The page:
Apply

Indexing your Form Fields for Calculations

Grid Indexing is the process of referring to a specific cell within a grid in order to use that value in your Advanced Expression Piping formula. This article will walk through how SurveyMonkey Apply will index the cell within the grid or column. This indexing will be used through the rest of the How To articles for the AEP functions.

When setting up your advanced expression piping variable you will need to set up the Reference to the question that you are looking to use in the formula.

A question variable consists of two parts:

Where the format of the question variable could be either:

A question identifier is used to target a specific question within a form and is required for AEP. Question identifiers within a single form must be unique in order for the expression to reference the intended cell successfully.

The index will always be a numerical value to determine the placement of the cell/row/column within the question. Indexing will always begin at 0 for the first cell, in the first row and column.

If you have set up a Single Column Question the questions numerical index will increment from top to bottom. There are three index options available to you with single-column grid questions:

In some cases, you may wish to reference a single cell in your table. For example, you only want to pull the response given in row 3.

Below is an illustration of the Index:

Again, the index always begins with [0] where the index of Row 1/ Column 1 = [0], Row 2/ Column 1 = [1], etc. Therefore, to reference the single cell in Row 3, our question variable will be q1[2].

Since there is only one column in this question. If you wish to total the entire question, you can just use the identifier, and this will automatically include all cells within the question.

In some cases, you may want to index more than just one cell, but not an entire column. Therefore, we allow the ability to index a range of cells at once.

In order to index a range our question variable will be:

TIP! The lower value (first value) is inclusive, therefore this is where the range will start. However, the upper value (second value) is exclusive, therefore the range will end with the cell prior.

Using the example above:

To index Row 1 and Row 2:  q1[0:2]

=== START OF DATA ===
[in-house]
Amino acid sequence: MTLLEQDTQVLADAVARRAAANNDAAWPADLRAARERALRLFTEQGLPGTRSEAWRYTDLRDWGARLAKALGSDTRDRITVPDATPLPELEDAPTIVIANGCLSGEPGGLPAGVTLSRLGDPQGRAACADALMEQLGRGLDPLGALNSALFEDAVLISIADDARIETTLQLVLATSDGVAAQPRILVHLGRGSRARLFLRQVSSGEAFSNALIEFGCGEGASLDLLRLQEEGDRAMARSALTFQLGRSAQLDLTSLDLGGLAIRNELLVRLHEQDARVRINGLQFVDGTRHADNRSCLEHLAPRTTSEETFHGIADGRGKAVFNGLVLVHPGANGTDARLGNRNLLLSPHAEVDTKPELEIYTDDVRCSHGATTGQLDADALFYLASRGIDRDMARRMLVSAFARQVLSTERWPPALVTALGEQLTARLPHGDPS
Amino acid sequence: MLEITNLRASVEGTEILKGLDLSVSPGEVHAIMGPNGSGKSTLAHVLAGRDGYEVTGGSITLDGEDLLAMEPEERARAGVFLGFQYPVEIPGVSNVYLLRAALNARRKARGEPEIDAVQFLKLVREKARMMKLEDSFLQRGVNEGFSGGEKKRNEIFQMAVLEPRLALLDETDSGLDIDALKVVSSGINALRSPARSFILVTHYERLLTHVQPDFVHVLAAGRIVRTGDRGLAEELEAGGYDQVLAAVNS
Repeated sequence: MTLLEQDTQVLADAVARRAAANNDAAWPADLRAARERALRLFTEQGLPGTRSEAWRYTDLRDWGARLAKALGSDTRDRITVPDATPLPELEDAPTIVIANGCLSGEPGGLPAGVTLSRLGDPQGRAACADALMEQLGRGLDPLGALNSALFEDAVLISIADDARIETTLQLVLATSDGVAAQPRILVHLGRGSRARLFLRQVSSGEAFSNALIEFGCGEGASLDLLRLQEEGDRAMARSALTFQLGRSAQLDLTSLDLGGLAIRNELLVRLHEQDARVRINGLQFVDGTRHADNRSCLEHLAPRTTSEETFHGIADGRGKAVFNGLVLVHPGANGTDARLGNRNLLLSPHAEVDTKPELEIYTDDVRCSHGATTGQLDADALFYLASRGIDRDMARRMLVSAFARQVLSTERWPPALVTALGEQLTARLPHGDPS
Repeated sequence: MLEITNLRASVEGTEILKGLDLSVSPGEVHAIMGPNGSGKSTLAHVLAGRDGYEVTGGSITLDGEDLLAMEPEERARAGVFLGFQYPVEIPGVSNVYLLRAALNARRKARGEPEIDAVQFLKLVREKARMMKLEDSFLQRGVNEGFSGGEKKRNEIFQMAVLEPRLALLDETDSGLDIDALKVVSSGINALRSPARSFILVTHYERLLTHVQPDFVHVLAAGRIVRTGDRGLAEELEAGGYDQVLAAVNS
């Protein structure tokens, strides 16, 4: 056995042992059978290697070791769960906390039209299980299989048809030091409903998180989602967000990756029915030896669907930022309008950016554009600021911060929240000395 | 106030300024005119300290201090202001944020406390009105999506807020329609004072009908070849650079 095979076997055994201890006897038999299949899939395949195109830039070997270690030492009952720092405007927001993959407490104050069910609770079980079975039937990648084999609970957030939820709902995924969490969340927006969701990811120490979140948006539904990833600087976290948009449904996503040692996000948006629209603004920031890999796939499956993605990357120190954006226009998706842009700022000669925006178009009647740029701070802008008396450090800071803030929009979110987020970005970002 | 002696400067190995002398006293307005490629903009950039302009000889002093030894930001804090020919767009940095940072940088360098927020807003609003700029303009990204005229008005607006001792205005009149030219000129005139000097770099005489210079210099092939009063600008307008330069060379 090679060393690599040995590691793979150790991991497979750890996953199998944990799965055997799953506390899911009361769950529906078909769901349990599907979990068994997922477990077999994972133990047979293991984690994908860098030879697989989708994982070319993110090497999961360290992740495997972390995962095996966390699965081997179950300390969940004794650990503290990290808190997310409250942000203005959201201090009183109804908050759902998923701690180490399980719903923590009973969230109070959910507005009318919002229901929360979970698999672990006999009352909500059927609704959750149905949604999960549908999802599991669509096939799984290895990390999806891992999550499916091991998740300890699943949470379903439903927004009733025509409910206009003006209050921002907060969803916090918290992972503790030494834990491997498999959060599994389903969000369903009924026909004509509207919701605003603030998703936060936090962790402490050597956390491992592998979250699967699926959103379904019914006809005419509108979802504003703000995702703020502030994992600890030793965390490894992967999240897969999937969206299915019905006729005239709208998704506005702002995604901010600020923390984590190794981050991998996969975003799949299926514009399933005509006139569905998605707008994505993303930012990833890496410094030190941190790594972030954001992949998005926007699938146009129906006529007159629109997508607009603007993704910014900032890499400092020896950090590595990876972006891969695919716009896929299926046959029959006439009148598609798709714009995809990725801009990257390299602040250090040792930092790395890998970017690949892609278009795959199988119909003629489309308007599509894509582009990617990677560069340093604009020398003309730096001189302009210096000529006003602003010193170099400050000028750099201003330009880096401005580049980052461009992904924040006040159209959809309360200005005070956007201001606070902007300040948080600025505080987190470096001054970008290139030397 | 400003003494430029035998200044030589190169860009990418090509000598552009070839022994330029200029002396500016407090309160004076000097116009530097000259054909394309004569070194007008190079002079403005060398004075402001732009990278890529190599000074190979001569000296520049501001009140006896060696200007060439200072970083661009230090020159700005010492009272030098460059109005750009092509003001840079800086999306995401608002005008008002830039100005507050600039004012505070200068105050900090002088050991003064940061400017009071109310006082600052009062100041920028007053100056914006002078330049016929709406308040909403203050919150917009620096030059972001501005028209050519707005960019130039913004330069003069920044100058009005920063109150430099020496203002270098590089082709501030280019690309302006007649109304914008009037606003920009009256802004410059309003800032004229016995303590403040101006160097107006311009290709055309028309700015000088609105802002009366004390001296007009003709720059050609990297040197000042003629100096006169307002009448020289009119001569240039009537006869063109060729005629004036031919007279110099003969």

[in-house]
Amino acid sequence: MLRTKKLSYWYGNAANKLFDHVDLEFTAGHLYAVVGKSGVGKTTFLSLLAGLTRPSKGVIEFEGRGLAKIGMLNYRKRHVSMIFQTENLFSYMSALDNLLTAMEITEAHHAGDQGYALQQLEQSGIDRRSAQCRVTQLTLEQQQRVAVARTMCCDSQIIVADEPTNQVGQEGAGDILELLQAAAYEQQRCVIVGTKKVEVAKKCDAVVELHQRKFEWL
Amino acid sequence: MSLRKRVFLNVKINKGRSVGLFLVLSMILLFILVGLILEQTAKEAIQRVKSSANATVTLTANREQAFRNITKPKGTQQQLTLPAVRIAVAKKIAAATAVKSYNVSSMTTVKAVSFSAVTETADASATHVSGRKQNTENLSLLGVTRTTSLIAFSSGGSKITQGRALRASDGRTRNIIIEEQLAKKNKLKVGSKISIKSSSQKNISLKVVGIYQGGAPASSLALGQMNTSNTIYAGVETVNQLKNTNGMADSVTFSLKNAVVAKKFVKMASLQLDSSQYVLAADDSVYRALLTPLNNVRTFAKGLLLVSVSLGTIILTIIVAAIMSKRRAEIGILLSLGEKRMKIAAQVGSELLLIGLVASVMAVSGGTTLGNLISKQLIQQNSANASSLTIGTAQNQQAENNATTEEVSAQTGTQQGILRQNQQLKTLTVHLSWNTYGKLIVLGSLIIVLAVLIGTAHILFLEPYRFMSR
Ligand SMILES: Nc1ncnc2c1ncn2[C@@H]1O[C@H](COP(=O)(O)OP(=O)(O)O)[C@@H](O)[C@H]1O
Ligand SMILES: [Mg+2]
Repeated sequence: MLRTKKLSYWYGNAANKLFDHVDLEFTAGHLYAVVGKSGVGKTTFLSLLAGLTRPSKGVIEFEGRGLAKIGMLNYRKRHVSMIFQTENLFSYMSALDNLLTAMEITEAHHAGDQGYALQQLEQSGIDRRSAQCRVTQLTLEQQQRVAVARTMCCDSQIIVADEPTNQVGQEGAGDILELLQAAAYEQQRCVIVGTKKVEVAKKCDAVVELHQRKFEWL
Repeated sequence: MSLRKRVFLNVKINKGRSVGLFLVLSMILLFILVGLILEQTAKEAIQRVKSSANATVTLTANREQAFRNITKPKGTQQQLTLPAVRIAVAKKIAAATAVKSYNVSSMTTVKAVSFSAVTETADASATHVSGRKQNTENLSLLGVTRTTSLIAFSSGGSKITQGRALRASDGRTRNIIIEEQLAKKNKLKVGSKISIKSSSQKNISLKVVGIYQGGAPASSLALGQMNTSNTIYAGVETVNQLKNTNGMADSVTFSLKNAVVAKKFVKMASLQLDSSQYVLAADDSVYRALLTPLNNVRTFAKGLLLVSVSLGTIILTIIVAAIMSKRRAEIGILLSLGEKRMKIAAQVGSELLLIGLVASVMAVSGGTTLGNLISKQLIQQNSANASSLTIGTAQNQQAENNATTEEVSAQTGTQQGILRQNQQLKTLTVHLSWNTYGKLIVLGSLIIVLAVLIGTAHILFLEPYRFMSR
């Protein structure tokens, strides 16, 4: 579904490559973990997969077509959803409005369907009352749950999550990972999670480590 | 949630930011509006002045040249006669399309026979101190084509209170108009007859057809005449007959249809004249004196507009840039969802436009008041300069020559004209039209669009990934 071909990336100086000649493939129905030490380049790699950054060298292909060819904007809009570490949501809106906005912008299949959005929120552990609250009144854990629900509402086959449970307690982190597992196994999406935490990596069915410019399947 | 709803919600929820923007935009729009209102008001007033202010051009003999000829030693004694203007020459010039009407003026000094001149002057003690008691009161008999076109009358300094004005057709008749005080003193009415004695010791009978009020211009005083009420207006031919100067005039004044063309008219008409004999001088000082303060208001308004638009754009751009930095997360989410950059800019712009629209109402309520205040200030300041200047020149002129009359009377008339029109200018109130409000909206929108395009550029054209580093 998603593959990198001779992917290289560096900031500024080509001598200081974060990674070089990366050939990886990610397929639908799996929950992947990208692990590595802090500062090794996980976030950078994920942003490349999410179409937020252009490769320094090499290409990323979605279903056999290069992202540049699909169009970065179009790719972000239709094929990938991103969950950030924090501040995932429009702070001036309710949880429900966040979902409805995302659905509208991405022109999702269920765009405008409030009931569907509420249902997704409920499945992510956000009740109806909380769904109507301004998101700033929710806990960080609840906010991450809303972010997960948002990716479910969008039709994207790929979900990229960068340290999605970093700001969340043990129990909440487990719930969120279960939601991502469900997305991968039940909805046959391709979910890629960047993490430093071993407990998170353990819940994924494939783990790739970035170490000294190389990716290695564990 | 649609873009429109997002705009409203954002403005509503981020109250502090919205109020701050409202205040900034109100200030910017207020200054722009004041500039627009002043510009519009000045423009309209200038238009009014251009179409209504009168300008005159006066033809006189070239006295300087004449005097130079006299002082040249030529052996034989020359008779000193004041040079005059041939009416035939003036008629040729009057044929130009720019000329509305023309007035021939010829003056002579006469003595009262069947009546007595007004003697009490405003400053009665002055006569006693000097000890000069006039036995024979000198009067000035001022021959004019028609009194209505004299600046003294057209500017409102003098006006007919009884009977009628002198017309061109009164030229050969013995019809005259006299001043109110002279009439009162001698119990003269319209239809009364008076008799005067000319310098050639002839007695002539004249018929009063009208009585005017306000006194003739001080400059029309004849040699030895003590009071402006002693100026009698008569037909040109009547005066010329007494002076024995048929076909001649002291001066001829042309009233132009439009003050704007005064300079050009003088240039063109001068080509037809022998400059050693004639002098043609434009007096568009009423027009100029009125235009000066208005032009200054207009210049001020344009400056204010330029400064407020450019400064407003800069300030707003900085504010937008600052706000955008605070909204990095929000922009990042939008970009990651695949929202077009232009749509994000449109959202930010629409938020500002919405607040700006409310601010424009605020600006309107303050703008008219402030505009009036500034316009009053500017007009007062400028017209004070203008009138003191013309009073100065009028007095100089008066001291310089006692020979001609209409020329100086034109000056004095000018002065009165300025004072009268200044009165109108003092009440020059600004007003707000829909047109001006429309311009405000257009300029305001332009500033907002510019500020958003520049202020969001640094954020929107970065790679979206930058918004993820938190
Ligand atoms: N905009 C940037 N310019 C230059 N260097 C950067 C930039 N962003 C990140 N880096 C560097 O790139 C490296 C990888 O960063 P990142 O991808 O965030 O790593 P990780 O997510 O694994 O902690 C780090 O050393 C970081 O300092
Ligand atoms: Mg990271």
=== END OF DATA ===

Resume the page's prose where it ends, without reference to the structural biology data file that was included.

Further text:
To index Row 2 and Row 3:  q1[1:3]

Since the lower value is exclusive, we reference the last cell [2] + 1 = [3] to ensure all cells including the final cell is included in the range. If the index stated q1[1:2], the final cell placed at row 3 column 2 would not have been included in the range.

Indexing in a Multi-Column Question, is slightly different than a Single Column question, in that the index values increment from Left to Right, Top to Bottom. This section will walk through how to set up your indexing if using a Multi-Column question.

In some cases, you may wish to reference a single cell in your table for example you only want to pull the response given in Row 1/ Column 2. As mentioned previously, the indexing will always be a numerical value beginning at 0.

Below is an illustration of the Index:

Where the index of Row 1/ Column 1 = [0], Row 1/ Column 2 = [1], Row 2/Column 3 = [3] etc.

Therefore, if we want to reference the single cell in Row 1/ Column 2, our Question Variable will be q2[1].

If we want to reference a single cell in Row 2/ Column 3, our Question Variable would be q2[5].

If we want to reference all values in a column, for example to find the SUM of the column, we can do so by simply indexing the column. The format for this is slightly different than a single cell and is formatted as:

The colon (":") before the index in this case states that we are referencing the whole column. Again, the index will begin at [0].

This is very similar to Single-Column grids, however now we have multiple columns to reference from.

Therefore, if we want to reference the entire Column 2, our Question Variable will be q2[:1].

If we want to reference the values in a row, for example find the Average of the row, we can do so by indexing the row. The format for this is slightly different than a single cell and the column reference:

The colon (":") after the index in this case states that we are referencing the whole row. Again, the index will begin at [0].

Therefore, if we want to reference the entire Row 2, our Question Variable will be q2[1:]

In some cases, you may want to index more than just one cell, but not the entire table. Therefore, we allow the ability to index a range of cells at once.

In order to index a range our question variable will be:

For this example, if we want to index Row 1/ Column 1 to Row 2/ Column 2, our question variable would be q2[0:5]

If we wish to index Row 1/Column 2 to Row 2/ Column 3, our question variable will be q2[1:6].

Within ranking forms, you are able to add point values to form choices that are allocated to the total score of the application when the reviewer makes the selection. In the case that we need to later reference the score given to a particular question we can do so by using the following format:

The identifier will vary depending on the question that is selected and ".score" signals that we are trying to extract the score from that specific question.

Consider an example where 2 multiple choice questions have custom scores allocated to each choice within the question. These questions have been labelled with the identifiers q3 and q4 respectively. We can extract the scores given to the final review score of the application using the question variables:

• q3.score
• q4.score

This can come in extremely handy in the case where you are looking to pull the SUM or Average (AVG) of reviewer questions within a single form, or if you would like to display and/or report on scores from specific sections of a review form.